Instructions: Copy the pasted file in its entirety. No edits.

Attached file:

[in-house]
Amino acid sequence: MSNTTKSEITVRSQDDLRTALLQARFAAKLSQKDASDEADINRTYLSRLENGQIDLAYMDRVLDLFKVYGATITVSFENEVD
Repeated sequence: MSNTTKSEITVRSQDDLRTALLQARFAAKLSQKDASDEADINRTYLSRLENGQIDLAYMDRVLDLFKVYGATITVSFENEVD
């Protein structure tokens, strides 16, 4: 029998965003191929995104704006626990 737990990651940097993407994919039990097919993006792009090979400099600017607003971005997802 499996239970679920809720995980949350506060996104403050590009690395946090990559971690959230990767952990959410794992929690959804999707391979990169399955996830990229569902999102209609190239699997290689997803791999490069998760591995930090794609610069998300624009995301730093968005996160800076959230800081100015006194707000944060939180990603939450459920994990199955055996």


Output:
[in-house]
Amino acid sequence: MSNTTKSEITVRSQDDLRTALLQARFAAKLSQKDASDEADINRTYLSRLENGQIDLAYMDRVLDLFKVYGATITVSFENEVD
Repeated sequence: MSNTTKSEITVRSQDDLRTALLQARFAAKLSQKDASDEADINRTYLSRLENGQIDLAYMDRVLDLFKVYGATITVSFENEVD
């Protein structure tokens, strides 16, 4: 029998965003191929995104704006626990 737990990651940097993407994919039990097919993006792009090979400099600017607003971005997802 499996239970679920809720995980949350506060996104403050590009690395946090990559971690959230990767952990959410794992929690959804999707391979990169399955996830990229569902999102209609190239699997290689997803791999490069998760591995930090794609610069998300624009995301730093968005996160800076959230800081100015006194707000944060939180990603939450459920994990199955055996």